Indo-Aryan society. As the Indo-Aryans established their rule over the earlier inhabitants of India, their language, an early form of Sanskrit, soon spread over much of India. Preserved as a sacred language, Sanskrit is the oldest version of an Indo-European language remaining today. Indo-Aryan social structure also spread. According to the Vedas, the Indo-Aryans at first recognized three great classes, or varnas. Probably, reflecting their importance in the survival of the Indo-Aryans during the early years of migration and conquest, the Kshatriya, or warrior nobles, were initially viewed as the highest class. As the migrations ended and kingdoms were established in northern India, however, the migrants settled down and adapted themselves to an essentially sedentary, agricultural existence. As the cycles of the growing seasons replaced warfare as the central feature of life, the warriors were displaced in the social hierarchy by the Brahmins, the priests who performed the sacred rituals that people believed were essential to preserve the natural order. Instead of warfare, these rituals became the center of people's sense of security - and thus the Brahmins became the leaders of Indian society. Below the priests and warrior nobles, the third and largest varna was the Vaisya - comprised of  merchants, traders, and farmers. A fourth varna, the Sudra, made up of artisans and servants, was apparently added later to incorporate non-Aryan Indians into the Indo-Aryan scheme of society and religion. The first three classes considered the Sudras unclean, and forbade them to study or hear the sacred hymns of the Vedas. According to the Rig-Veda, the varnas had been created along with all other forms of life when Purusha, the universal spirit, was sacrificed to himself:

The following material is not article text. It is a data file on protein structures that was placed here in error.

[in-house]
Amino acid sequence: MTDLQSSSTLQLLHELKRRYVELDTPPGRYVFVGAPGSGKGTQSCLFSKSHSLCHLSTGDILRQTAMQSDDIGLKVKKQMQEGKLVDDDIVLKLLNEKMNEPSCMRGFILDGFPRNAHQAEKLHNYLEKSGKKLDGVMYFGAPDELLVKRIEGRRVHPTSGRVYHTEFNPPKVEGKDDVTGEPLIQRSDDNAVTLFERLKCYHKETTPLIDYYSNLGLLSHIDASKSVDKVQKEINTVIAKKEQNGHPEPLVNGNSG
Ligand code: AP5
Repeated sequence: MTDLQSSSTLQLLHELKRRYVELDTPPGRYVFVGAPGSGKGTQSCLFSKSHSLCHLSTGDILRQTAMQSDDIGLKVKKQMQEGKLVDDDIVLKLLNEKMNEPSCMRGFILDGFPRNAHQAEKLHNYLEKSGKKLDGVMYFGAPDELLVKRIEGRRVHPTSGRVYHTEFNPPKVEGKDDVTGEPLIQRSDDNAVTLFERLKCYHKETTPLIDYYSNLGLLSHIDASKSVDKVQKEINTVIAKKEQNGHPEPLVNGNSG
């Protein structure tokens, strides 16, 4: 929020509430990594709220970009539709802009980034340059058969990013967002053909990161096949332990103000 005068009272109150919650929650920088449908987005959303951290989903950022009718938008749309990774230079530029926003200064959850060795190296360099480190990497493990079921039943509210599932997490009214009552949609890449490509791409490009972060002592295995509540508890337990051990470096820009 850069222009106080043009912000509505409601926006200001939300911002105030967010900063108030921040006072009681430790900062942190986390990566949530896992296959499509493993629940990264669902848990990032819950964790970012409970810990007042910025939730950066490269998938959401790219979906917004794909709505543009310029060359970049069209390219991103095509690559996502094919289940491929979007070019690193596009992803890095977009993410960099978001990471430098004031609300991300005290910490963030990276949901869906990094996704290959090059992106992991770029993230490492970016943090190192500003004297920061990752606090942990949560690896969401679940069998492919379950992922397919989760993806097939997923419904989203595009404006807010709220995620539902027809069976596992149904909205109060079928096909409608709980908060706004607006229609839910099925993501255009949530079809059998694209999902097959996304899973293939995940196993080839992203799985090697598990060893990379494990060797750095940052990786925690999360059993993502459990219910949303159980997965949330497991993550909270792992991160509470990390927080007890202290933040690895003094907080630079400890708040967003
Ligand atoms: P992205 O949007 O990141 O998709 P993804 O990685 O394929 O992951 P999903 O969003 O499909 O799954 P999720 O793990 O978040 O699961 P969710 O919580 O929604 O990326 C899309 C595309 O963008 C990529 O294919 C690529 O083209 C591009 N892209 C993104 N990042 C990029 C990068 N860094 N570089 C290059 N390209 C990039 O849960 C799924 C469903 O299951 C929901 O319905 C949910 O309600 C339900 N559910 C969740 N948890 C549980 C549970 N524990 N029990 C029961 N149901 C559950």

The Brahmin was his mouth, of both his arms was the [Kshatriya] made. His thighs became the Vaisya, from his feet the Sudra was produced. . . . Indra [the chief god] and Agni [god of fire] from his mouth were born, and Vayu [the wind] from his breath.  

Political structure of northern India. By the 600s B.C. the Ganges Valley had become the center of Indian civilization. The Indo-Aryans had learned to cultivate rice, allowing increased food production and thus a rapidly expanding population. With growing numbers to support larger armies, many kingdoms gradually developed on the flat plains. At the head of each state was a raja, or king, usually a member of the Kshatriya. According to the Rig-Veda, "the king abides prosperous in his own abode. The earth bears fruit for him at all seasons. His subjects willingly pay homage to him." The kings lived in palaces and wore brilliant clothes that set them apart from others. In addition, the Rig-Veda also indicates that the kings had councils composed of noblemen, who were also Kshatriyas.